Senior Stress

When high school is not the best years of your life

Emily Rodrigues, Opinion Editor

Seniors have heard it all: we are lazy, reluctant, tired, and overall just infected with that stuff called “Senioritis.” However, the reason for all that drowsiness isn’t just sheer lack of will; it is the aftermath of stress.

From a sophomore or junior’s point of view, it may look like we have it easy. The teachers are more forgiving, we have more easy classes, and if we are honest, the general lack of care is tolerated a lot more for us than them. Except what they don’t see is that we are under a lot more pressure than any of them can imagine.

What is this sore spot we are trying to escape? College. Bingham’s graduating class is bigger than my dad’s entire high school population was back when he was our age, and my parents constantly refer to the fact that college in this generation is so much more required than it ever was in their childhood. So the pressure lies on the seniors, and sometimes that stress even comes from the things people are trying to do to help us. As much as we love what the counselors set up for us, but the college activities as of lately have increased my stress rather than decrease it.

College day, in general, was just hard. Many of us seniors (those who don’t already have life figured out or a full ride scholarship) were silently panicking as we sat through three different presentations all pushing us to choose them, choose a major, choose a life! Choose, choose, choose, and all right now and right away! It also never helps a confused child to say we also have over 150 majors to pick from… well, now I’m even more behind on decisions.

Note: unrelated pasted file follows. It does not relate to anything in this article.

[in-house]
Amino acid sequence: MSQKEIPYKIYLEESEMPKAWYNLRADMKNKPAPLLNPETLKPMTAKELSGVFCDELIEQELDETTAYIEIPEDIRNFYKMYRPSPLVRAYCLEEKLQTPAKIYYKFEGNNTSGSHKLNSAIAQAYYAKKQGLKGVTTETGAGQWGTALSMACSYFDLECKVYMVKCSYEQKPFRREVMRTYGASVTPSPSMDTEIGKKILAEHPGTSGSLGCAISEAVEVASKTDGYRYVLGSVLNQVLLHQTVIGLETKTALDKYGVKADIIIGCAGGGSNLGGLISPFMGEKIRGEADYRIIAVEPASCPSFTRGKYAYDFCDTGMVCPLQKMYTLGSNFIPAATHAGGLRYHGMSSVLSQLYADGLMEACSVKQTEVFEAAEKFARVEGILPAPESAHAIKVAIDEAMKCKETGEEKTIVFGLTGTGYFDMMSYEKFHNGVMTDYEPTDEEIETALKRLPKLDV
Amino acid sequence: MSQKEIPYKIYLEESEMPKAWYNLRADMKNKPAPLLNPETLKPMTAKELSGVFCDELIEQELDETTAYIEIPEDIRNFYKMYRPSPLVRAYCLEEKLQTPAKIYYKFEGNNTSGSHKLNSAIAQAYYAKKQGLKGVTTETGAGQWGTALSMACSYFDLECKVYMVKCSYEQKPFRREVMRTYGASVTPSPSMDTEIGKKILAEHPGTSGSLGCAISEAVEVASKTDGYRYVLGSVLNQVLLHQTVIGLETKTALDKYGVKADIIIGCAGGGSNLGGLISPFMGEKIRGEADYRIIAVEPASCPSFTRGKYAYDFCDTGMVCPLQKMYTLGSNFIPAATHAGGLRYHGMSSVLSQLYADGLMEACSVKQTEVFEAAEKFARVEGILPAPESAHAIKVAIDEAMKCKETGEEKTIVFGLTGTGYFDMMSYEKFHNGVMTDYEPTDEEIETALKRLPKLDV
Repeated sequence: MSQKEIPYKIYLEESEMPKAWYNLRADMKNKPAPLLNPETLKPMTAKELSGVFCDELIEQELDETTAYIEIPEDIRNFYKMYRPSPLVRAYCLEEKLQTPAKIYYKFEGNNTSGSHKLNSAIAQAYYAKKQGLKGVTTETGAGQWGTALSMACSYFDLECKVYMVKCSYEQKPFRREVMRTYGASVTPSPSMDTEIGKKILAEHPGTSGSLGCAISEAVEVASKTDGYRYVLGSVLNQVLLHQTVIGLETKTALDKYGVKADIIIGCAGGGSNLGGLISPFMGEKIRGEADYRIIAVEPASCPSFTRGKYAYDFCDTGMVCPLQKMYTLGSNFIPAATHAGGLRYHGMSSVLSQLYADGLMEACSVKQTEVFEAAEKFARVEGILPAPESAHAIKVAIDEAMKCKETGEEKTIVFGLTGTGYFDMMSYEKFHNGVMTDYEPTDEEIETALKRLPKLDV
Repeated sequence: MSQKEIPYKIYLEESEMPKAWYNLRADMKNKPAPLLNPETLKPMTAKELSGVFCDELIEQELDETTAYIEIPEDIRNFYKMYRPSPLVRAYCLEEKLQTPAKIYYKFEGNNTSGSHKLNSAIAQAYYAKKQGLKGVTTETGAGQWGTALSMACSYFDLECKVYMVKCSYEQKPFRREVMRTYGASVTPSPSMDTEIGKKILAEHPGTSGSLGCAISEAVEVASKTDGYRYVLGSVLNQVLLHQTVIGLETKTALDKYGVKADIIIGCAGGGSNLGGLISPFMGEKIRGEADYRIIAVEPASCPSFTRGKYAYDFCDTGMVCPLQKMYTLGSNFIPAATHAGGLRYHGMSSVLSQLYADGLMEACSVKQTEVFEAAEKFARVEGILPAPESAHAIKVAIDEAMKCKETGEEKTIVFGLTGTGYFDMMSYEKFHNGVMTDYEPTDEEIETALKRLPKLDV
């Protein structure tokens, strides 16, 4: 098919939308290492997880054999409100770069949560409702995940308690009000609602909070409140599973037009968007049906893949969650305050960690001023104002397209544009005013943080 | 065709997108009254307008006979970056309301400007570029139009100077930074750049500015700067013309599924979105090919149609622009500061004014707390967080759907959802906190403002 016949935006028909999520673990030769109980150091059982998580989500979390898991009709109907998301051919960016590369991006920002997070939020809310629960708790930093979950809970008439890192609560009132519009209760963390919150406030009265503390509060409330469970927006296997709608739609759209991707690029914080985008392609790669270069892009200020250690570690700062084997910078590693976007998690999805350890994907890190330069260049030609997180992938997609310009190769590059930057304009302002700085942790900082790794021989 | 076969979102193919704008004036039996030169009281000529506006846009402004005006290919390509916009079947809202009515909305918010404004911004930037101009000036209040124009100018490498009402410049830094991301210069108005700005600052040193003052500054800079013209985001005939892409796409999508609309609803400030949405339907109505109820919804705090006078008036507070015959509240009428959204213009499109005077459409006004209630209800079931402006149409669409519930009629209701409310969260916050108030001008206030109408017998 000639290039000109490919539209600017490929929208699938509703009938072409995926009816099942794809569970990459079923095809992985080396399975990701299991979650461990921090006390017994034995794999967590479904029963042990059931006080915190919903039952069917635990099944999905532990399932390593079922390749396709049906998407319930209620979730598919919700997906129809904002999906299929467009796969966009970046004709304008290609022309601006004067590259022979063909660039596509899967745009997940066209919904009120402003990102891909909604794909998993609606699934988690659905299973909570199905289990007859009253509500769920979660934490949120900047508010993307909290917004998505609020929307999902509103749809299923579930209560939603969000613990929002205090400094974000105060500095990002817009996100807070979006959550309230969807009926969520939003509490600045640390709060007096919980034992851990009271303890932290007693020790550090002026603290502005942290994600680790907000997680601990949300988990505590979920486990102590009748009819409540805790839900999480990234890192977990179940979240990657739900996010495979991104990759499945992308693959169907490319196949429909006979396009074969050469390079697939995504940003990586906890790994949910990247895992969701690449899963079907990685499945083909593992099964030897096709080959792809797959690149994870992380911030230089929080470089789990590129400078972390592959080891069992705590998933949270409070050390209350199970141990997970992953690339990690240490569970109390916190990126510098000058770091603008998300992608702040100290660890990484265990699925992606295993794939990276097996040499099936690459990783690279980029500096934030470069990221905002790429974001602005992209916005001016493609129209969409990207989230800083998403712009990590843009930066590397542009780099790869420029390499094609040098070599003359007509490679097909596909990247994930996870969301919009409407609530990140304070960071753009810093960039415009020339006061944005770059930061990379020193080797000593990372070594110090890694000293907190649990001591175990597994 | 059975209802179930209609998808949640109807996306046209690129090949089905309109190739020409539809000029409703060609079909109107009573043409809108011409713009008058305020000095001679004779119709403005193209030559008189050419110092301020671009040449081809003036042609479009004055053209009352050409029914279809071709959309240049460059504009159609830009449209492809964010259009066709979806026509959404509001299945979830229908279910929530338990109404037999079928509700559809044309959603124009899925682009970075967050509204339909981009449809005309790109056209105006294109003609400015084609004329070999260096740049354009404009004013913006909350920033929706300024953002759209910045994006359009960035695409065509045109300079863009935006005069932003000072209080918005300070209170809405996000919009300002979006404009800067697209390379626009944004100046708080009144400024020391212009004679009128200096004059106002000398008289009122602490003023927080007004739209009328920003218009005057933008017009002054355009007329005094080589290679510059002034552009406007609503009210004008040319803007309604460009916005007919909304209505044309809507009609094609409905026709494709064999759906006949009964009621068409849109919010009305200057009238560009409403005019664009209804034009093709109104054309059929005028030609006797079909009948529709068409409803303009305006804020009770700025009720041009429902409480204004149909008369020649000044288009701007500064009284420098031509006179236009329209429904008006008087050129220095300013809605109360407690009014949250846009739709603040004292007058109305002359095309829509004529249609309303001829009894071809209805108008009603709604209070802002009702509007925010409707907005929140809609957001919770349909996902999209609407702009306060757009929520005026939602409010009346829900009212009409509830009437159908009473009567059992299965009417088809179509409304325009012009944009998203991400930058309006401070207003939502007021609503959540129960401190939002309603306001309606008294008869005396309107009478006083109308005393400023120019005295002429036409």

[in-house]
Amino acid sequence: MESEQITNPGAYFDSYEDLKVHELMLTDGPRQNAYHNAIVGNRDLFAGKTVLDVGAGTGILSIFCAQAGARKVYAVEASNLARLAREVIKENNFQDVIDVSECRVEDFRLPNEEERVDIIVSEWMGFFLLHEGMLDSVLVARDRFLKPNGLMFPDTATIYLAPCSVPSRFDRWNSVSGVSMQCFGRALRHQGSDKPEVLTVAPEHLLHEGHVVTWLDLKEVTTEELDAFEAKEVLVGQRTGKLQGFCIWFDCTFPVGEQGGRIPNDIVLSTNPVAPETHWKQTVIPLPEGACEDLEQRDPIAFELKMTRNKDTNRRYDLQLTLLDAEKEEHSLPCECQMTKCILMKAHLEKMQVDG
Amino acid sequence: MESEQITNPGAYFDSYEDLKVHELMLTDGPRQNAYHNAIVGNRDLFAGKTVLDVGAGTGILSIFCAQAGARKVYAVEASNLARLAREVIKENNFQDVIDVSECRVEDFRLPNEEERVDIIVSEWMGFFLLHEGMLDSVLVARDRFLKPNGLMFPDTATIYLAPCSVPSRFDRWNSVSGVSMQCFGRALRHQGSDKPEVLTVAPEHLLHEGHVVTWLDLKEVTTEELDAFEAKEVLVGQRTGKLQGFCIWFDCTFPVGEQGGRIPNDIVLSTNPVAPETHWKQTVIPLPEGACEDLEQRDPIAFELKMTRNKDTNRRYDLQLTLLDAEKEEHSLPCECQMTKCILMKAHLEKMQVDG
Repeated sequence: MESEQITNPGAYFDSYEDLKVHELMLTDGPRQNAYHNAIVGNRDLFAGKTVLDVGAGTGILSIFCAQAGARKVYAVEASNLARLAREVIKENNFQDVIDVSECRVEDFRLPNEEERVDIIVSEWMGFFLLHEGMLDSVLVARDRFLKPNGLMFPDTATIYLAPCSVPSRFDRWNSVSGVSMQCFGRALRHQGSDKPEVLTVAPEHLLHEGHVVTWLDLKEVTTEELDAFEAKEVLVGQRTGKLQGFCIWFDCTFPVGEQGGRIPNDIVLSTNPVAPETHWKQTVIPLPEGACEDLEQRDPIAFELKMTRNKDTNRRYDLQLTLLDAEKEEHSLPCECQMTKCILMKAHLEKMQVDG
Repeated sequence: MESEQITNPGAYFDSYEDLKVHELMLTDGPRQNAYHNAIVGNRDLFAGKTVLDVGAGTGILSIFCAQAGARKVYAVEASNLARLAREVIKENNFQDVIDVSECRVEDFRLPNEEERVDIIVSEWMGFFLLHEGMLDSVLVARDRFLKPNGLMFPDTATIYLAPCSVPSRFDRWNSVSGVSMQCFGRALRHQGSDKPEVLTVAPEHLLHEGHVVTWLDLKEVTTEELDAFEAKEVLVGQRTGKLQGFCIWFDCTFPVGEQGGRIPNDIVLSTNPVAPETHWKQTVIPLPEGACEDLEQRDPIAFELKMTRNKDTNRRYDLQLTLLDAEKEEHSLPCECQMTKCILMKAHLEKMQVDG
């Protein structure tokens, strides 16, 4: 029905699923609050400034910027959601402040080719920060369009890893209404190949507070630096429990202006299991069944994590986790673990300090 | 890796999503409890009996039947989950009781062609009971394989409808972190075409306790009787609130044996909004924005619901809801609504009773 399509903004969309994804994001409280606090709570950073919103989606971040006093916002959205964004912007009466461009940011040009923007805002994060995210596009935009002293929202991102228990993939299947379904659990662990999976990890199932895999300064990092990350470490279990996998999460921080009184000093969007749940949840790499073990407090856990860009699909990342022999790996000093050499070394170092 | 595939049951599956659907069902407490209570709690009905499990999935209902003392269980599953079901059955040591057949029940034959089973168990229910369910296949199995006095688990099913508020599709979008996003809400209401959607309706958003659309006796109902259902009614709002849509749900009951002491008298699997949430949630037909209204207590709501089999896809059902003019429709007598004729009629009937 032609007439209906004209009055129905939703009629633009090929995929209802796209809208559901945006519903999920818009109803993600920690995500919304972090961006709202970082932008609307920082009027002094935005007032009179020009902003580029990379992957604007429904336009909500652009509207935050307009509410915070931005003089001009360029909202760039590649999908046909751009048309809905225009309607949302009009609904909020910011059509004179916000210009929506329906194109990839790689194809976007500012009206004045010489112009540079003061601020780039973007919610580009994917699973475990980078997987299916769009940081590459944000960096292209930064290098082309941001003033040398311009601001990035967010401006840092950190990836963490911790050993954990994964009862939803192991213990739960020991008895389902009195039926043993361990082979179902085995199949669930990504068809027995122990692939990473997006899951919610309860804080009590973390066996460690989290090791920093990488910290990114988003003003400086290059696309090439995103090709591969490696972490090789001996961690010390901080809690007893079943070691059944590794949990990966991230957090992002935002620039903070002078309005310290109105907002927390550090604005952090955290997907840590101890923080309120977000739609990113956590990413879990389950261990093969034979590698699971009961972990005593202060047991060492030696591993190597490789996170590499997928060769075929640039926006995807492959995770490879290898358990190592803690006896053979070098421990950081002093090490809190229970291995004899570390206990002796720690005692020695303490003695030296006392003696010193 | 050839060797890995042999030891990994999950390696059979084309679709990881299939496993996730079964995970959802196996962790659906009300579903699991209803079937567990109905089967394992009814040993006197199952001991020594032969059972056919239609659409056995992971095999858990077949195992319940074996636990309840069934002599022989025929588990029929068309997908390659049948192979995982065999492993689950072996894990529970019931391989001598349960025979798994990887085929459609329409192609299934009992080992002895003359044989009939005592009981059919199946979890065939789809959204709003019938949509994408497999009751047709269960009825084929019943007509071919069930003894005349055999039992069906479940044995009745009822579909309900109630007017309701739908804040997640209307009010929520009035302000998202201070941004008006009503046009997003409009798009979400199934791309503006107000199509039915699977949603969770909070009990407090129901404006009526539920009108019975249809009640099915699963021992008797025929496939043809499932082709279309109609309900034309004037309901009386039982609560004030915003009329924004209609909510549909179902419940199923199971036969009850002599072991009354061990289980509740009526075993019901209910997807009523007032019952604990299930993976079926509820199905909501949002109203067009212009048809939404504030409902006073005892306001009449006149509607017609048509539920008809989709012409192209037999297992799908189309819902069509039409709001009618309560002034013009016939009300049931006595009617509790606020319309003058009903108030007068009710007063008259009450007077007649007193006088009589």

Seniors have spent thirteen years of school being asked what we want to be when we grow up, so by now, it seems socially unacceptable to say we don’t know. So, during each and every counselor or parent meeting when they ask the dreaded question again and again, the pressure builds. Albert Einstein once said, “Everyone is a genius. But if you judge a fish by its ability to climb a tree, it will live its whole life believing it is stupid.” As a senior, I constantly feel as though I am trying to climb trees. How will I know when I don’t want to “climb trees” anymore and instead maybe want to sew dresses?

In short, there are too many options and too many choices for one kid to simply decide. We are lazy on the outside, but it is because we are so mentally drained on the inside. Serious college preparation really needs to be pushed more in middle school and evenly spread out among all the high school years. The overload of information during senior year is just not working for a lot of us. Dr. Suess wrote, “So be sure when you step, step with care and great tact. And remember that life’s A Great Balancing Act.” No one could have described senior year better.